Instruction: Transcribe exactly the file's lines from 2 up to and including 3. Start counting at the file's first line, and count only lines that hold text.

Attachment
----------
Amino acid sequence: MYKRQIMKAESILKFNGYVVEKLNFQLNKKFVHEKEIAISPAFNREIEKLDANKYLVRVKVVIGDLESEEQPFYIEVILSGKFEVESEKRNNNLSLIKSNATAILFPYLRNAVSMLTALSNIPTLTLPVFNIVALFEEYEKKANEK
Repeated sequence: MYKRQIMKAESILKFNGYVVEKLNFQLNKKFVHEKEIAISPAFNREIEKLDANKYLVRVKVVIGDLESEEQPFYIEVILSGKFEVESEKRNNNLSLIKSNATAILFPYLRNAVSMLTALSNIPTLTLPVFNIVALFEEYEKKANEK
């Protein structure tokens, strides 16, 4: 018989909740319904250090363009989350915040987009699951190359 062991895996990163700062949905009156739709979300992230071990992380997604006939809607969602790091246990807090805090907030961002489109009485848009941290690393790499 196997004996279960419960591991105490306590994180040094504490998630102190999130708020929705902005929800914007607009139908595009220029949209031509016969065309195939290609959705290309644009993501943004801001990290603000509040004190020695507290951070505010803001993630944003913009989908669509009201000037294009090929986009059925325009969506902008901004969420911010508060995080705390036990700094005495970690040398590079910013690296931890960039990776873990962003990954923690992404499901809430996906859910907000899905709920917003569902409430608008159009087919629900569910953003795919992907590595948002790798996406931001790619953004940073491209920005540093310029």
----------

Repeated sequence: MYKRQIMKAESILKFNGYVVEKLNFQLNKKFVHEKEIAISPAFNREIEKLDANKYLVRVKVVIGDLESEEQPFYIEVILSGKFEVESEKRNNNLSLIKSNATAILFPYLRNAVSMLTALSNIPTLTLPVFNIVALFEEYEKKANEK
């Protein structure tokens, strides 16, 4: 018989909740319904250090363009989350915040987009699951190359 062991895996990163700062949905009156739709979300992230071990992380997604006939809607969602790091246990807090805090907030961002489109009485848009941290690393790499 196997004996279960419960591991105490306590994180040094504490998630102190999130708020929705902005929800914007607009139908595009220029949209031509016969065309195939290609959705290309644009993501943004801001990290603000509040004190020695507290951070505010803001993630944003913009989908669509009201000037294009090929986009059925325009969506902008901004969420911010508060995080705390036990700094005495970690040398590079910013690296931890960039990776873990962003990954923690992404499901809430996906859910907000899905709920917003569902409430608008159009087919629900569910953003795919992907590595948002790798996406931001790619953004940073491209920005540093310029």